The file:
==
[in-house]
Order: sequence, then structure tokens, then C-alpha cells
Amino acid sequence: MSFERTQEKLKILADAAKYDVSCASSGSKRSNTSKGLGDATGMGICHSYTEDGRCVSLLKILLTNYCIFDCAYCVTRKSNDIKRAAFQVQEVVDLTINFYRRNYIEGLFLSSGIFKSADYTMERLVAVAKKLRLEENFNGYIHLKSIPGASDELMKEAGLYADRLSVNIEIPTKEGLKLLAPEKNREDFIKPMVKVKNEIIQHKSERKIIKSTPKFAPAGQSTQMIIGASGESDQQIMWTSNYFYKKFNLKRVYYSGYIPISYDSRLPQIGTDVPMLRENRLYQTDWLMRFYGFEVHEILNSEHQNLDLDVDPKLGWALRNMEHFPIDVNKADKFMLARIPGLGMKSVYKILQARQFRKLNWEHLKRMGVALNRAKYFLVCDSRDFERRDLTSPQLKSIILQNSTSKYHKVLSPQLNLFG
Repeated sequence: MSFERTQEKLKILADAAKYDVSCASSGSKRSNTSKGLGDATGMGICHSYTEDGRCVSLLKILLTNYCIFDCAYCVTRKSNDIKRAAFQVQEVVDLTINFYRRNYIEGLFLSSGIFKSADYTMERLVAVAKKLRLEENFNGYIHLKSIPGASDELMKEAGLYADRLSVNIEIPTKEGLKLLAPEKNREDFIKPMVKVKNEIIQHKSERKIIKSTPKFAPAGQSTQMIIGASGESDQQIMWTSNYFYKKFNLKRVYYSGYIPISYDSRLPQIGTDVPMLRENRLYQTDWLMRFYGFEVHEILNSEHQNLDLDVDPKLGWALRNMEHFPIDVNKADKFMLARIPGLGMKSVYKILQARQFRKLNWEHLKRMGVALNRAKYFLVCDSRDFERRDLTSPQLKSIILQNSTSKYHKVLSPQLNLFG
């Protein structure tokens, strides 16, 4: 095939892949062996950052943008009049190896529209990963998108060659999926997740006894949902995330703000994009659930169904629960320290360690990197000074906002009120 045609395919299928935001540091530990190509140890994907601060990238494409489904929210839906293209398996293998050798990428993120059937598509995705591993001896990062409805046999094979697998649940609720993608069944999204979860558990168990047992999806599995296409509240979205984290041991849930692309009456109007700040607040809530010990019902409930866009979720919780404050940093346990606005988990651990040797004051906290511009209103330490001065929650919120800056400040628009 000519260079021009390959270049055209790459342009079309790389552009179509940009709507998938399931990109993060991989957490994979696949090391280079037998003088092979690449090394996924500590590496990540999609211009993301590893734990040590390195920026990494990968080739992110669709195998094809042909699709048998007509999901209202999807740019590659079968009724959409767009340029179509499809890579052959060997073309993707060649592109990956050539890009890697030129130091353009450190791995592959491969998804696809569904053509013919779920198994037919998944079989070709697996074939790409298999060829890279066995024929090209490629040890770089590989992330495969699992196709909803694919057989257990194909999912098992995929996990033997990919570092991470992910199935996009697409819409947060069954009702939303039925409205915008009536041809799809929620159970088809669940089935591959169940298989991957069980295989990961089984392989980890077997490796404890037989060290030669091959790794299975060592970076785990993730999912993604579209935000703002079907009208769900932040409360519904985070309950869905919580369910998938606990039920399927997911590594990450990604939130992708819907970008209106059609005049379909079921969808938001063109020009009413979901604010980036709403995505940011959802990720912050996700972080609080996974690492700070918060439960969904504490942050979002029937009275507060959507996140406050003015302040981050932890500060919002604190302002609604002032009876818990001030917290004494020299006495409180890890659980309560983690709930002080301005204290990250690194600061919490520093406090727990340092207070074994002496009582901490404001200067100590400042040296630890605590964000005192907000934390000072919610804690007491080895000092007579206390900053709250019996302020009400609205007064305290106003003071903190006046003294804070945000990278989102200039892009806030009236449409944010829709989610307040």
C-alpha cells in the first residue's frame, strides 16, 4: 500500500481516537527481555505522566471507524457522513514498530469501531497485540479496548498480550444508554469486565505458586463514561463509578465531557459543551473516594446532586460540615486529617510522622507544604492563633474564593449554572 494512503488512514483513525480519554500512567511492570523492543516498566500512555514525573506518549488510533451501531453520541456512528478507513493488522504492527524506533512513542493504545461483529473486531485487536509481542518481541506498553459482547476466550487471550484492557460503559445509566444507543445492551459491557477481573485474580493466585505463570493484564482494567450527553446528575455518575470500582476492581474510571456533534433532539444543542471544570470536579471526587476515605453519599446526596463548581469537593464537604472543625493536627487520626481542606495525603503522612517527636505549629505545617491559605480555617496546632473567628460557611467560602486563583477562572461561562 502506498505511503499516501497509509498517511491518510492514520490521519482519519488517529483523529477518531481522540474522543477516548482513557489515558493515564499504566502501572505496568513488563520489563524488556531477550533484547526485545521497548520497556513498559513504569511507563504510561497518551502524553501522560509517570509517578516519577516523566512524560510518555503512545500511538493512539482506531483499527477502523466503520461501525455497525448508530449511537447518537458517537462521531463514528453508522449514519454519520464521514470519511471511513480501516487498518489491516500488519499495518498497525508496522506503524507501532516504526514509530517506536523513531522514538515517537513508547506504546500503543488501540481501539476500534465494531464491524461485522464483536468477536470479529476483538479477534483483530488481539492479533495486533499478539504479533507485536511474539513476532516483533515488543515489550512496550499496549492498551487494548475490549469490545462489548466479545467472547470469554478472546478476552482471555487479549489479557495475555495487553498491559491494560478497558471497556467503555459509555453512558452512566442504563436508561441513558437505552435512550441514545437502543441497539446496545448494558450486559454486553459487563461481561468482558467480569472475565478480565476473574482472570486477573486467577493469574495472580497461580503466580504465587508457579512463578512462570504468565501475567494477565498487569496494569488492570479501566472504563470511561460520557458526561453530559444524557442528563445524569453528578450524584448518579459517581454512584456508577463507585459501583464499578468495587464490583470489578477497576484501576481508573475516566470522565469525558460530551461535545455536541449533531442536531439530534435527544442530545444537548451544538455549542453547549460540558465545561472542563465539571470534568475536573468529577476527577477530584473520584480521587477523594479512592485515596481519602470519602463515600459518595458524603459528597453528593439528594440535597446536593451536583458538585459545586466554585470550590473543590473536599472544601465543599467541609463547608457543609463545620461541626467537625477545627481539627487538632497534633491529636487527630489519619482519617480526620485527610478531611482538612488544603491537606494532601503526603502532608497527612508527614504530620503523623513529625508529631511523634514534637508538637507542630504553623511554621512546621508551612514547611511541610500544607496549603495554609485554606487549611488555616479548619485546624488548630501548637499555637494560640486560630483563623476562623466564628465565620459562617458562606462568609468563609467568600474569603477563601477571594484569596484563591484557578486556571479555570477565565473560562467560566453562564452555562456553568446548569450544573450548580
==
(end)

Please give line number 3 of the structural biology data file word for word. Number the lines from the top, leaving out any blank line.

Amino acid sequence: MSFERTQEKLKILADAAKYDVSCASSGSKRSNTSKGLGDATGMGICHSYTEDGRCVSLLKILLTNYCIFDCAYCVTRKSNDIKRAAFQVQEVVDLTINFYRRNYIEGLFLSSGIFKSADYTMERLVAVAKKLRLEENFNGYIHLKSIPGASDELMKEAGLYADRLSVNIEIPTKEGLKLLAPEKNREDFIKPMVKVKNEIIQHKSERKIIKSTPKFAPAGQSTQMIIGASGESDQQIMWTSNYFYKKFNLKRVYYSGYIPISYDSRLPQIGTDVPMLRENRLYQTDWLMRFYGFEVHEILNSEHQNLDLDVDPKLGWALRNMEHFPIDVNKADKFMLARIPGLGMKSVYKILQARQFRKLNWEHLKRMGVALNRAKYFLVCDSRDFERRDLTSPQLKSIILQNSTSKYHKVLSPQLNLFG